So what does happen when you go to see a neurologist and they do an exam? I do think the procedure differs from doctor to doctor and depending upon what they are looking for. When I see my neurologist, the exam does not take that long. But for someone undergoing an extensive diagnostic exam, the procedure may take well over an hour. There are far too many tests to discuss in one post so I am going to limit my discussion to the more popular techniques that my personal neurologist performs when I go to see her. This way I can relate my personal first hand experience.
1. They Check Your Reflexes:
One test they may do is to test what is known as your plantar response. The doctor will scrape the sole of your foot with a pointed instrument, beginning at your heel and moving towards the toes. The normal response will cause the toes to curl downward. However, if the toes fan upward and especially the big toe shoots up, then this is called the “Babinski response” which indicates neurological damage. Before my official diagnosis of MS, my general practitioner did this test on me and my response was normal. But I still have MS. So just goes to show you that just because you have MS doesn’t mean you will necessarily flunk all the neurological tests.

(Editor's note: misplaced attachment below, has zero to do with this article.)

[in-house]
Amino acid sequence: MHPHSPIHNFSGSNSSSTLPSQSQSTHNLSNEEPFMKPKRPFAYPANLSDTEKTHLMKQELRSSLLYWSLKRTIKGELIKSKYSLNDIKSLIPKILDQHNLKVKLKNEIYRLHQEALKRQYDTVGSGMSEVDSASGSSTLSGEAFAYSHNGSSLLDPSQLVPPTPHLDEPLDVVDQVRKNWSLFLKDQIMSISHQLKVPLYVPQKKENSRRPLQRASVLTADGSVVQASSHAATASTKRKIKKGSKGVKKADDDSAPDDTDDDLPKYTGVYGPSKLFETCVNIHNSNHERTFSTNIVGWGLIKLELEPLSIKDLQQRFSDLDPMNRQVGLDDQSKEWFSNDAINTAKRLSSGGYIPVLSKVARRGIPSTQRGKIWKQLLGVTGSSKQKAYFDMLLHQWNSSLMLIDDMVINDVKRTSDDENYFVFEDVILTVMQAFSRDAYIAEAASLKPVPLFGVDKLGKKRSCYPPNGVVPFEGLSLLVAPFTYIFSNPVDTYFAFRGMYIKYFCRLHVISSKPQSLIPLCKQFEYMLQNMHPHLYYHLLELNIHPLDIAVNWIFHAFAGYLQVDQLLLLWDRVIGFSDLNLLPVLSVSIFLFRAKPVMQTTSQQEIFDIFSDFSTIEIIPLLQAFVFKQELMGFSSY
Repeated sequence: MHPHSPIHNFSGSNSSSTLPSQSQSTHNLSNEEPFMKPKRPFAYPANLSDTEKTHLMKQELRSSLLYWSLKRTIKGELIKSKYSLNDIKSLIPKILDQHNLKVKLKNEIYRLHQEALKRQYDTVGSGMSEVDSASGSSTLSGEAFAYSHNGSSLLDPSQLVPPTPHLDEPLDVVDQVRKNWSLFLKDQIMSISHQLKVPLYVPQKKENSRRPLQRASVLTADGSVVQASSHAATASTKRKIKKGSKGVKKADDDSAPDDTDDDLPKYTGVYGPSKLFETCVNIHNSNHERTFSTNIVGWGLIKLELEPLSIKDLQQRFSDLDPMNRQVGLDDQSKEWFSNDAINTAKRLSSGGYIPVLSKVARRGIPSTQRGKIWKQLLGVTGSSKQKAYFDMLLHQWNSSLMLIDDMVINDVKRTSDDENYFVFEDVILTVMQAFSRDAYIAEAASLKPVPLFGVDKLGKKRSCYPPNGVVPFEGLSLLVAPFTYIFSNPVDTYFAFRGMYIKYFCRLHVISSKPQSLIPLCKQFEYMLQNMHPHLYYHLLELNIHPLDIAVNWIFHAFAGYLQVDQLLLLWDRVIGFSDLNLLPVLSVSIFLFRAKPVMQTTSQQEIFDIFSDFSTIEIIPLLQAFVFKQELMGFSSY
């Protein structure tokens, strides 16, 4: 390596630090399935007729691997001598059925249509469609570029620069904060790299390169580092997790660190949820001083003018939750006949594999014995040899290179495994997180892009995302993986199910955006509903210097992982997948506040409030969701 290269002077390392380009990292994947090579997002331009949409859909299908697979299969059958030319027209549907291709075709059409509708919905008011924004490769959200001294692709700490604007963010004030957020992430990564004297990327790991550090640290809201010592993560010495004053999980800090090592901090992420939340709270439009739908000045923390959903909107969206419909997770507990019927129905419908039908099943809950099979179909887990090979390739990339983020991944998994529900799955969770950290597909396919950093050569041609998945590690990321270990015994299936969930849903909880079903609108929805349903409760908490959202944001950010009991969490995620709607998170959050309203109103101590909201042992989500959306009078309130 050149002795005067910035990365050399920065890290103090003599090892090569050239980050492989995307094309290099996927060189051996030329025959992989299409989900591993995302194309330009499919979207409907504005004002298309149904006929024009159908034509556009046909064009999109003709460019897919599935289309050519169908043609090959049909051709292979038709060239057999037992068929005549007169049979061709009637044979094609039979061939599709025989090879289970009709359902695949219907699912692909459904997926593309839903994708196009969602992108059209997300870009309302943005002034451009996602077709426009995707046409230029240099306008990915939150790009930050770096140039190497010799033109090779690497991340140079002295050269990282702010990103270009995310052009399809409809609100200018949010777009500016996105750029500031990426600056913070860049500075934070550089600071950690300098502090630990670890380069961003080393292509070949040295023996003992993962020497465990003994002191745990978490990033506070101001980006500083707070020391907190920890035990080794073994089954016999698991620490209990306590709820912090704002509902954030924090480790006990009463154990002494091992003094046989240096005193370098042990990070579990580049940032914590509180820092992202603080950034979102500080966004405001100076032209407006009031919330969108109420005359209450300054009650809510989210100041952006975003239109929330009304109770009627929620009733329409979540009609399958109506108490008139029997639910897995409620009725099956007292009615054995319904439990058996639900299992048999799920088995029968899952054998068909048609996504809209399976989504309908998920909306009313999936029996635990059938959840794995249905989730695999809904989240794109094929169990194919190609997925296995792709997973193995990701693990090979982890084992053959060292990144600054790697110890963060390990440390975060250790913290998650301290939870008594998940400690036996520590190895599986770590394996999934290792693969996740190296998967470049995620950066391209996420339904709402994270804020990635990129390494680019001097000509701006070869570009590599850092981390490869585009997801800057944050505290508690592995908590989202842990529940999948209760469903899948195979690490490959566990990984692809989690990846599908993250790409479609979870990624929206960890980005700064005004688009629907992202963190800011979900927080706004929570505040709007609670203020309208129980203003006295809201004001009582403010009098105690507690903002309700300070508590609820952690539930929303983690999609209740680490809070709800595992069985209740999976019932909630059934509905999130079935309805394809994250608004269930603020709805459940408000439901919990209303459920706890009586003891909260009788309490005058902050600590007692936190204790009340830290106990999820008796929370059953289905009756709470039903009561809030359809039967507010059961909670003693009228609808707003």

Your neurologist or doctor will undoubtedly also check your deep tendon reflexes. Everyone has had this done to them, with the little hammer. Your muscles and tendons stretch out when tapped and what they are looking for is whether or not there is symmetry on both sides. Do your reflexes look the same on both sides of your body. Is there a lack of reflex or alternatively do you have exaggerated or rapid fire reflexes which shoot out too quickly? Asymmetry or abnormal reflexes can also be a sign of neurological damage.